20. Melatonin Distribution Reveals Clues to Its Biological Significance in Basal Metazoans

    Science.gov (United States)

    Roopin, Modi; Levy, Oren

    2012-01-01

    Although nearly ubiquitous in nature, the precise biological significance of endogenous melatonin is poorly understood in phylogenetically basal taxa. In the present work, we describe insights into the functional role of melatonin at the most “basal” level of metazoan evolution. Hitherto unknown morphological determinants of melatonin distribution were evaluated in Nematostella vectensis by detecting melatonin immunoreactivity and examining the spatial gene expression patterns of putative melatonin biosynthetic and receptor elements that are located at opposing ends of the melatonin signaling pathway. Immuno-melatonin profiling indicated an elaborate interaction with reproductive tissues, reinforcing previous conjectures of a melatonin-responsive component in anthozoan reproduction. In situ hybridization (ISH) to putative melatonin receptor elements highlighted the possibility that the bioregulatory effects of melatonin in anthozoan reproduction may be mediated by interactions with membrane receptors, as in higher vertebrates. Another intriguing finding of the present study pertains to the prevalence of melatonin in centralized nervous structures. This pattern may be of great significance given that it 1) identifies an ancestral association between melatonin and key neuronal components and 2) potentially implies that certain effects of melatonin in basal species may be spread widely by regionalized nerve centers. PMID:23300630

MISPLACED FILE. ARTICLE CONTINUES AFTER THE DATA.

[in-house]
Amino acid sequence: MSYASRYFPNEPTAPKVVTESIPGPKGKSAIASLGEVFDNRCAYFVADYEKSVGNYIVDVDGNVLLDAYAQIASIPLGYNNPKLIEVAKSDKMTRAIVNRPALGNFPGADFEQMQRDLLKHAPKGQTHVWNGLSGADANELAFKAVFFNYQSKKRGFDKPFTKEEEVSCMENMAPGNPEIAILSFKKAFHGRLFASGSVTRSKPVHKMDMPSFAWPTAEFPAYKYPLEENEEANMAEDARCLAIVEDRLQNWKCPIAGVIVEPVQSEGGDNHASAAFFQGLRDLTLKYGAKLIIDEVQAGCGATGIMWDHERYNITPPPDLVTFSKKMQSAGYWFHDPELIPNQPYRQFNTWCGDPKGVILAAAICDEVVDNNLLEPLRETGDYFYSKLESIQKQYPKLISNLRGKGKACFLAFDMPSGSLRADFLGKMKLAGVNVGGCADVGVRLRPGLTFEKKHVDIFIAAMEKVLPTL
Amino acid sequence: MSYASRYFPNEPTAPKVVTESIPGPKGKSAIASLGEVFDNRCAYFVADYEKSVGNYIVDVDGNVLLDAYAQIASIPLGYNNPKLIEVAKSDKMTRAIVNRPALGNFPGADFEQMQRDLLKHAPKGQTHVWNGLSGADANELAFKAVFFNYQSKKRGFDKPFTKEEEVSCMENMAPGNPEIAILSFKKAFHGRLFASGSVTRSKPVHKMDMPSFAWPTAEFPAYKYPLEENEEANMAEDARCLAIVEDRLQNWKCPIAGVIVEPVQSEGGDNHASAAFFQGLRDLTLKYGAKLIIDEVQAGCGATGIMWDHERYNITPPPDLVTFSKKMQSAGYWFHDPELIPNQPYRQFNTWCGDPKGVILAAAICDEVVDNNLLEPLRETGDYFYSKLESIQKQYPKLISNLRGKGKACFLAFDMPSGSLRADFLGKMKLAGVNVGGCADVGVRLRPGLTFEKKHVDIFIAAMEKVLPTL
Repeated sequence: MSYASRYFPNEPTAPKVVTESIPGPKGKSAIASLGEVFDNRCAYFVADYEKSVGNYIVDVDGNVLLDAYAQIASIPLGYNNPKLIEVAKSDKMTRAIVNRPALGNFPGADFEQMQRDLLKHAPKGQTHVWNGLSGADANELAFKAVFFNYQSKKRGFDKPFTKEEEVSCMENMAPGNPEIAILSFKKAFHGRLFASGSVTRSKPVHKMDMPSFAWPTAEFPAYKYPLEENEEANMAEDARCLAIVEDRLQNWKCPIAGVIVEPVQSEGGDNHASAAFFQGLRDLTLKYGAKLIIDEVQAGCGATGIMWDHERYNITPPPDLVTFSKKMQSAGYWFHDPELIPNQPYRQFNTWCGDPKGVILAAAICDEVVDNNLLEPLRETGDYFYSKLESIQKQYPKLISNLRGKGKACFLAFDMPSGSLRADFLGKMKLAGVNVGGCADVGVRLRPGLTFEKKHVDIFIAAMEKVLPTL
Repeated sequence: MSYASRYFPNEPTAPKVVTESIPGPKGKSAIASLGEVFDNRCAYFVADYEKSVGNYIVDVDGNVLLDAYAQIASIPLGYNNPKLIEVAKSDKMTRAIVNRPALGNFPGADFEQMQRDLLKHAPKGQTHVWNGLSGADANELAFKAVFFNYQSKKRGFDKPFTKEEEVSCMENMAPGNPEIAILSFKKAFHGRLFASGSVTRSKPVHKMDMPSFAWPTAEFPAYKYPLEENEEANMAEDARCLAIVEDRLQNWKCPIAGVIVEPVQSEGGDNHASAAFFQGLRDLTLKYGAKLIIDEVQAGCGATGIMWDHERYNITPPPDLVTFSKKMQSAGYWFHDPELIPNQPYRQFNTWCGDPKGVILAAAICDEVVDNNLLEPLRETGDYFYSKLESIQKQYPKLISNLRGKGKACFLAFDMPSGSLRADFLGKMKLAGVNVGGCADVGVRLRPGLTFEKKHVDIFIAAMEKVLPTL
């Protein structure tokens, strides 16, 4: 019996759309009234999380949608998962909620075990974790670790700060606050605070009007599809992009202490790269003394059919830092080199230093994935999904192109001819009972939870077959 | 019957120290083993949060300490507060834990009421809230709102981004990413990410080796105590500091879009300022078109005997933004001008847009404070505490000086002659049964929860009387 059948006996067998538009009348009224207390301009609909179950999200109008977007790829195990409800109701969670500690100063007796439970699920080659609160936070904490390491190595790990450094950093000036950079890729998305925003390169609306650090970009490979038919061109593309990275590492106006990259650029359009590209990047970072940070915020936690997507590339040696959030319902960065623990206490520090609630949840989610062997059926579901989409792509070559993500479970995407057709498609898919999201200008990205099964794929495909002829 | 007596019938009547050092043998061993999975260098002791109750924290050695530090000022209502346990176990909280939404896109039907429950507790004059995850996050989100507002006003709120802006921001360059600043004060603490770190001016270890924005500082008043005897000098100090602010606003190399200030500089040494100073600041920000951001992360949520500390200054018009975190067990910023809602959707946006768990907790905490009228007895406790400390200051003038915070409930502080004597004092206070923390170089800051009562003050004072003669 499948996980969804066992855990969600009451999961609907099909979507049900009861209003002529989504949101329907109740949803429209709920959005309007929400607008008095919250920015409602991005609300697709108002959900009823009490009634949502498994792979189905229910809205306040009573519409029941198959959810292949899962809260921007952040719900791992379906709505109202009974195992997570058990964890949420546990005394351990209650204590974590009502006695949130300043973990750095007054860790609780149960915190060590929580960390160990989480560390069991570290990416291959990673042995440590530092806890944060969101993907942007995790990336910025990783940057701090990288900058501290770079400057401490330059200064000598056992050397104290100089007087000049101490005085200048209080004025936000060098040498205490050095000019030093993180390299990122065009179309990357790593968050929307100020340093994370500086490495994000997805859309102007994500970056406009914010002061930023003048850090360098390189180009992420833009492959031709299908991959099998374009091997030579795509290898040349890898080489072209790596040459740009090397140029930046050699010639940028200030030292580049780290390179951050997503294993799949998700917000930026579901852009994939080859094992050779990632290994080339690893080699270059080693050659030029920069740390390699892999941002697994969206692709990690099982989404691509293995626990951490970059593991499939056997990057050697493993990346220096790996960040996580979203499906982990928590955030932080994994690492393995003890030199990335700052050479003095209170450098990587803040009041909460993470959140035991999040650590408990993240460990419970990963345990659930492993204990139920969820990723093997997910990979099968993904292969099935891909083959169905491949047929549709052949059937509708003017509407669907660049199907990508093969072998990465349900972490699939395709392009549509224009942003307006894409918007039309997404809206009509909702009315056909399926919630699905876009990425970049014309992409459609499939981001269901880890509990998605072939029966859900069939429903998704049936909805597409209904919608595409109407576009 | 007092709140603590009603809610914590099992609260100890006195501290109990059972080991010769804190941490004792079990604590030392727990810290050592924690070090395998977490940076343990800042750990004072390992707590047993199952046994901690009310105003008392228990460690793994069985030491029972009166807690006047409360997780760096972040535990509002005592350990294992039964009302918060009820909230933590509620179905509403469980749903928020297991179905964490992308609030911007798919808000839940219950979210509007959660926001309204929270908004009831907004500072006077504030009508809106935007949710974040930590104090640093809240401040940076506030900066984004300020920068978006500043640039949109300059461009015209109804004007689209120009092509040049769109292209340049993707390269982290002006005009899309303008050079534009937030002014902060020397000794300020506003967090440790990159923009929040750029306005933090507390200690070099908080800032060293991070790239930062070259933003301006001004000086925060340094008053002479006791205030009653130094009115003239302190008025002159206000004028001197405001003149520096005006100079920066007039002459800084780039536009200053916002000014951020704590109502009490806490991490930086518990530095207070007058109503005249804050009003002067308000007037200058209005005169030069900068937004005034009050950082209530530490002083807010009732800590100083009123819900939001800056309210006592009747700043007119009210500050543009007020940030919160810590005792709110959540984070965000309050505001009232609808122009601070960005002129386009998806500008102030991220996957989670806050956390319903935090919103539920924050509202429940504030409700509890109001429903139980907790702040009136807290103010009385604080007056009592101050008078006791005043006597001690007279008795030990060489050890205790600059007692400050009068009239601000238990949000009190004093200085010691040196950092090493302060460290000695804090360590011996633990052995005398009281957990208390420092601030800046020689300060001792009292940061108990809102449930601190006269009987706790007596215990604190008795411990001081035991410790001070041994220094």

1. Statistics

    International Nuclear Information System (INIS)

    2005-01-01